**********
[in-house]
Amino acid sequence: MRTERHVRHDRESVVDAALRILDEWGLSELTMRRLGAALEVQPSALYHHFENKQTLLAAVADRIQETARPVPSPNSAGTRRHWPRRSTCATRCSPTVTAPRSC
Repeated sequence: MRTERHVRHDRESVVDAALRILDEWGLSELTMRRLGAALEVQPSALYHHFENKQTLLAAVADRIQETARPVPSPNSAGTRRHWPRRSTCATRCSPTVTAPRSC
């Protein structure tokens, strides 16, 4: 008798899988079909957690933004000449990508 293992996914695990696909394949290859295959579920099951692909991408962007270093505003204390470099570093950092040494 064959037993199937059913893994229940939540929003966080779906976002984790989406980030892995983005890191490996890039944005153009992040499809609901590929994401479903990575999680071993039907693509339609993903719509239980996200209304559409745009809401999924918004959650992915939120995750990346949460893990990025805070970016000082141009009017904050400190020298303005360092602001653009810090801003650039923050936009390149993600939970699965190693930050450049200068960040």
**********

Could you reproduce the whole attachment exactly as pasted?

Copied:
[in-house]
Amino acid sequence: MRTERHVRHDRESVVDAALRILDEWGLSELTMRRLGAALEVQPSALYHHFENKQTLLAAVADRIQETARPVPSPNSAGTRRHWPRRSTCATRCSPTVTAPRSC
Repeated sequence: MRTERHVRHDRESVVDAALRILDEWGLSELTMRRLGAALEVQPSALYHHFENKQTLLAAVADRIQETARPVPSPNSAGTRRHWPRRSTCATRCSPTVTAPRSC
């Protein structure tokens, strides 16, 4: 008798899988079909957690933004000449990508 293992996914695990696909394949290859295959579920099951692909991408962007270093505003204390470099570093950092040494 064959037993199937059913893994229940939540929003966080779906976002984790989406980030892995983005890191490996890039944005153009992040499809609901590929994401479903990575999680071993039907693509339609993903719509239980996200209304559409745009809401999924918004959650992915939120995750990346949460893990990025805070970016000082141009009017904050400190020298303005360092602001653009810090801003650039923050936009390149993600939970699965190693930050450049200068960040």